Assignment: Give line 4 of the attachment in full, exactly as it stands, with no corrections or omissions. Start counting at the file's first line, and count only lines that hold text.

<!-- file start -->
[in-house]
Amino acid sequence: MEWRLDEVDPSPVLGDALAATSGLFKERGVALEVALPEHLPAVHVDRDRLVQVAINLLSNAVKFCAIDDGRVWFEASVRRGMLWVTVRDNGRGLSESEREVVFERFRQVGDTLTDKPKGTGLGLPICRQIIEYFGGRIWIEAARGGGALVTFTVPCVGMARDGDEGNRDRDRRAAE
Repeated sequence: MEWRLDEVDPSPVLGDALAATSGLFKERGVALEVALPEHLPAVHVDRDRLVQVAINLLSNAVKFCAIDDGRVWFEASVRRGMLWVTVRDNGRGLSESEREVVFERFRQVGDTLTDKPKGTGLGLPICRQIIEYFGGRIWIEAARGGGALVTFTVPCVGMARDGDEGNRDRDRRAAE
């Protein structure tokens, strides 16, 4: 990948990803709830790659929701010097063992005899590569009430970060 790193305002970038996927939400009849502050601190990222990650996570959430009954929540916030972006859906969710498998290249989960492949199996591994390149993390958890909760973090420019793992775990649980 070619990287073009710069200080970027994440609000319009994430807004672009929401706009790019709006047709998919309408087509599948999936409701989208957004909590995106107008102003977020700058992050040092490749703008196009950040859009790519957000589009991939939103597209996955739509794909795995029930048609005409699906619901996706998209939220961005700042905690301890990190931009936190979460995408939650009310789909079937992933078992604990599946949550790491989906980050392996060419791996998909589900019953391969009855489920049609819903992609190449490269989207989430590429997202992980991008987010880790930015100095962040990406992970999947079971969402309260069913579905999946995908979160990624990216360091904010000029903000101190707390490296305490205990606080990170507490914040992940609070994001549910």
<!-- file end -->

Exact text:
């Protein structure tokens, strides 16, 4: 990948990803709830790659929701010097063992005899590569009430970060 790193305002970038996927939400009849502050601190990222990650996570959430009954929540916030972006859906969710498998290249989960492949199996591994390149993390958890909760973090420019793992775990649980 070619990287073009710069200080970027994440609000319009994430807004672009929401706009790019709006047709998919309408087509599948999936409701989208957004909590995106107008102003977020700058992050040092490749703008196009950040859009790519957000589009991939939103597209996955739509794909795995029930048609005409699906619901996706998209939220961005700042905690301890990190931009936190979460995408939650009310789909079937992933078992604990599946949550790491989906980050392996060419791996998909589900019953391969009855489920049609819903992609190449490269989207989430590429997202992980991008987010880790930015100095962040990406992970999947079971969402309260069913579905999946995908979160990624990216360091904010000029903000101190707390490296305490205990606080990170507490914040992940609070994001549910």